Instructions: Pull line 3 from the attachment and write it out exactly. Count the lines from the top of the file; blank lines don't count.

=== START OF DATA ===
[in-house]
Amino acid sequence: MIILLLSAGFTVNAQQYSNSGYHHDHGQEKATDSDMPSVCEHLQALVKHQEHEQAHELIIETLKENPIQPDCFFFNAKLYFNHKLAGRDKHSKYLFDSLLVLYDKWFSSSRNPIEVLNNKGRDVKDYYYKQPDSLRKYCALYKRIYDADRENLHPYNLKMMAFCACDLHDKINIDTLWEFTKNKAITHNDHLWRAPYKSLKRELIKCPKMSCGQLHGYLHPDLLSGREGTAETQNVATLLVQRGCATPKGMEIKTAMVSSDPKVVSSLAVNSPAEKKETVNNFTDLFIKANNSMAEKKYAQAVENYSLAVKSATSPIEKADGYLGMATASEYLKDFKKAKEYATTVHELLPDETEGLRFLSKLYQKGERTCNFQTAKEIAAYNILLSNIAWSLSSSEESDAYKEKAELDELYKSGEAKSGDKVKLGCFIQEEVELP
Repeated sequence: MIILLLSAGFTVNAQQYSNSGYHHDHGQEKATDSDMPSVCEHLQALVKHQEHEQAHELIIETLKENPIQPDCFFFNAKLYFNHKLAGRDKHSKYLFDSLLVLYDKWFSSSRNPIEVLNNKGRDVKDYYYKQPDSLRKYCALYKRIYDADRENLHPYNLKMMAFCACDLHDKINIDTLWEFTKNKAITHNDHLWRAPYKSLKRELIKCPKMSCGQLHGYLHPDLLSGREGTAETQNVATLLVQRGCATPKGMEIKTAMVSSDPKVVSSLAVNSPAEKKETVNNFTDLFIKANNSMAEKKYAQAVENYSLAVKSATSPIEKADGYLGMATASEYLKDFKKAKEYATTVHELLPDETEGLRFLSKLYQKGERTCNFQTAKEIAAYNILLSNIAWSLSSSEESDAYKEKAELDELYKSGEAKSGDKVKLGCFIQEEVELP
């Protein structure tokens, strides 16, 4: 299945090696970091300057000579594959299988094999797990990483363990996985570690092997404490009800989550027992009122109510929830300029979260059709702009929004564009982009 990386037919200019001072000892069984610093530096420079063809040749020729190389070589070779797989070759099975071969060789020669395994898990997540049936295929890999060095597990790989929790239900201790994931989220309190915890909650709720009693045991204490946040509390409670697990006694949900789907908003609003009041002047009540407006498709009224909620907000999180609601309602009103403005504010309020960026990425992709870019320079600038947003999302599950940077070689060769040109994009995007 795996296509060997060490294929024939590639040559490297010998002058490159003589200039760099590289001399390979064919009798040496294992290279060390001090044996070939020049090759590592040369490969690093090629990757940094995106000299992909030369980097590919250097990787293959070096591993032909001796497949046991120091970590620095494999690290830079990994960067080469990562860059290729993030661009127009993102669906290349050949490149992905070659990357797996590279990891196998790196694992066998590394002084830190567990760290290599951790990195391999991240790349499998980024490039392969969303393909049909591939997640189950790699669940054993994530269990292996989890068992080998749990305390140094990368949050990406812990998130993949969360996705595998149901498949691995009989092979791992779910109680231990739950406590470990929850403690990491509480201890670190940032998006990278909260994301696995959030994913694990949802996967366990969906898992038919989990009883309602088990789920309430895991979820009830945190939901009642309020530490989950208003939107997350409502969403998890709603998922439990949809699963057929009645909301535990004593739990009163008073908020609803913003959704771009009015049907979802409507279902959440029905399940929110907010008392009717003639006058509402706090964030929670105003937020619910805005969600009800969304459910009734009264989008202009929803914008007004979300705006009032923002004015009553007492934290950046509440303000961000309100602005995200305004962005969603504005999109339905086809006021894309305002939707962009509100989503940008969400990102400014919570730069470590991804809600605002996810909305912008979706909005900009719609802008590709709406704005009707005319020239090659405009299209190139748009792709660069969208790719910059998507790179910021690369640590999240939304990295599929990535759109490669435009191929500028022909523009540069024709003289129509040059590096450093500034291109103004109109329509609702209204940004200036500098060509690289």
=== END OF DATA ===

Repeated sequence: MIILLLSAGFTVNAQQYSNSGYHHDHGQEKATDSDMPSVCEHLQALVKHQEHEQAHELIIETLKENPIQPDCFFFNAKLYFNHKLAGRDKHSKYLFDSLLVLYDKWFSSSRNPIEVLNNKGRDVKDYYYKQPDSLRKYCALYKRIYDADRENLHPYNLKMMAFCACDLHDKINIDTLWEFTKNKAITHNDHLWRAPYKSLKRELIKCPKMSCGQLHGYLHPDLLSGREGTAETQNVATLLVQRGCATPKGMEIKTAMVSSDPKVVSSLAVNSPAEKKETVNNFTDLFIKANNSMAEKKYAQAVENYSLAVKSATSPIEKADGYLGMATASEYLKDFKKAKEYATTVHELLPDETEGLRFLSKLYQKGERTCNFQTAKEIAAYNILLSNIAWSLSSSEESDAYKEKAELDELYKSGEAKSGDKVKLGCFIQEEVELP